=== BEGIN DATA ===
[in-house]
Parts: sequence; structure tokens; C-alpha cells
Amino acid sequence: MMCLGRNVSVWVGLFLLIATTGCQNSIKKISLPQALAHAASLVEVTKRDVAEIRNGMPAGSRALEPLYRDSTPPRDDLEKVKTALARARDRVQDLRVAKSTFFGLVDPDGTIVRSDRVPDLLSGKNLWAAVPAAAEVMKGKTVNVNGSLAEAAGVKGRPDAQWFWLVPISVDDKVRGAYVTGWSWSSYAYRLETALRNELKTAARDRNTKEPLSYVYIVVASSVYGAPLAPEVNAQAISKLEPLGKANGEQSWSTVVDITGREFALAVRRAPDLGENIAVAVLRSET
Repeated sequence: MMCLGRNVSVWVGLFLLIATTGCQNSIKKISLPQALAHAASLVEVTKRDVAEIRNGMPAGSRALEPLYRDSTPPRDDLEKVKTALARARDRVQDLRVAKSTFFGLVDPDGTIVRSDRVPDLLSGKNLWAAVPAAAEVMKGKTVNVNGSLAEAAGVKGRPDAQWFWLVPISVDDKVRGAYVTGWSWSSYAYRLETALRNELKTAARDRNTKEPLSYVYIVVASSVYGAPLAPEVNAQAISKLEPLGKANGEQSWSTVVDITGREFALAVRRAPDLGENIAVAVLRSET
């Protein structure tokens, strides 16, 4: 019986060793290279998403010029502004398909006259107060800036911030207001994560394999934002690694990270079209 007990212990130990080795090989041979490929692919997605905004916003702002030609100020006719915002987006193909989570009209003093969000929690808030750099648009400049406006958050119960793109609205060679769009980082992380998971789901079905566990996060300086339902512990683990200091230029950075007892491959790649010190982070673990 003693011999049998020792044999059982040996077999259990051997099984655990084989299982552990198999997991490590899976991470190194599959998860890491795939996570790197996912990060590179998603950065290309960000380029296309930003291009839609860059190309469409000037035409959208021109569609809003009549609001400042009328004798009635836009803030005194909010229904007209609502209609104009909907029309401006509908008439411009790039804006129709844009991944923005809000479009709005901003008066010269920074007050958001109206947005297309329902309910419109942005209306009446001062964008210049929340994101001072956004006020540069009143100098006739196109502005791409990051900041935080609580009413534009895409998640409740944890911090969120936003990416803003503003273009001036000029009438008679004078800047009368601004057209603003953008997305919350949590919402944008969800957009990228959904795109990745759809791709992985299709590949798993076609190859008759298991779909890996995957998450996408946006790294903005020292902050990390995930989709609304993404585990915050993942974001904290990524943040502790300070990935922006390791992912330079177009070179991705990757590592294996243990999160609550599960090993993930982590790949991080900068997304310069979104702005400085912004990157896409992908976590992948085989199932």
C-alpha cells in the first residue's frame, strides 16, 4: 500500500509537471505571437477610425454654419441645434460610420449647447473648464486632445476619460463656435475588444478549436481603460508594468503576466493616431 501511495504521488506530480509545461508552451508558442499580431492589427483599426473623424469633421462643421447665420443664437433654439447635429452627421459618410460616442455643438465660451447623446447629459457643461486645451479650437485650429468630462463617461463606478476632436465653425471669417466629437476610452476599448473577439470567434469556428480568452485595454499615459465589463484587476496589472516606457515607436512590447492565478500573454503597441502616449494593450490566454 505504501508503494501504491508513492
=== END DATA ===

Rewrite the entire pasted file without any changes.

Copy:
[in-house]
Parts: sequence; structure tokens; C-alpha cells
Amino acid sequence: MMCLGRNVSVWVGLFLLIATTGCQNSIKKISLPQALAHAASLVEVTKRDVAEIRNGMPAGSRALEPLYRDSTPPRDDLEKVKTALARARDRVQDLRVAKSTFFGLVDPDGTIVRSDRVPDLLSGKNLWAAVPAAAEVMKGKTVNVNGSLAEAAGVKGRPDAQWFWLVPISVDDKVRGAYVTGWSWSSYAYRLETALRNELKTAARDRNTKEPLSYVYIVVASSVYGAPLAPEVNAQAISKLEPLGKANGEQSWSTVVDITGREFALAVRRAPDLGENIAVAVLRSET
Repeated sequence: MMCLGRNVSVWVGLFLLIATTGCQNSIKKISLPQALAHAASLVEVTKRDVAEIRNGMPAGSRALEPLYRDSTPPRDDLEKVKTALARARDRVQDLRVAKSTFFGLVDPDGTIVRSDRVPDLLSGKNLWAAVPAAAEVMKGKTVNVNGSLAEAAGVKGRPDAQWFWLVPISVDDKVRGAYVTGWSWSSYAYRLETALRNELKTAARDRNTKEPLSYVYIVVASSVYGAPLAPEVNAQAISKLEPLGKANGEQSWSTVVDITGREFALAVRRAPDLGENIAVAVLRSET
């Protein structure tokens, strides 16, 4: 019986060793290279998403010029502004398909006259107060800036911030207001994560394999934002690694990270079209 007990212990130990080795090989041979490929692919997605905004916003702002030609100020006719915002987006193909989570009209003093969000929690808030750099648009400049406006958050119960793109609205060679769009980082992380998971789901079905566990996060300086339902512990683990200091230029950075007892491959790649010190982070673990 003693011999049998020792044999059982040996077999259990051997099984655990084989299982552990198999997991490590899976991470190194599959998860890491795939996570790197996912990060590179998603950065290309960000380029296309930003291009839609860059190309469409000037035409959208021109569609809003009549609001400042009328004798009635836009803030005194909010229904007209609502209609104009909907029309401006509908008439411009790039804006129709844009991944923005809000479009709005901003008066010269920074007050958001109206947005297309329902309910419109942005209306009446001062964008210049929340994101001072956004006020540069009143100098006739196109502005791409990051900041935080609580009413534009895409998640409740944890911090969120936003990416803003503003273009001036000029009438008679004078800047009368601004057209603003953008997305919350949590919402944008969800957009990228959904795109990745759809791709992985299709590949798993076609190859008759298991779909890996995957998450996408946006790294903005020292902050990390995930989709609304993404585990915050993942974001904290990524943040502790300070990935922006390791992912330079177009070179991705990757590592294996243990999160609550599960090993993930982590790949991080900068997304310069979104702005400085912004990157896409992908976590992948085989199932």
C-alpha cells in the first residue's frame, strides 16, 4: 500500500509537471505571437477610425454654419441645434460610420449647447473648464486632445476619460463656435475588444478549436481603460508594468503576466493616431 501511495504521488506530480509545461508552451508558442499580431492589427483599426473623424469633421462643421447665420443664437433654439447635429452627421459618410460616442455643438465660451447623446447629459457643461486645451479650437485650429468630462463617461463606478476632436465653425471669417466629437476610452476599448473577439470567434469556428480568452485595454499615459465589463484587476496589472516606457515607436512590447492565478500573454503597441502616449494593450490566454 505504501508503494501504491508513492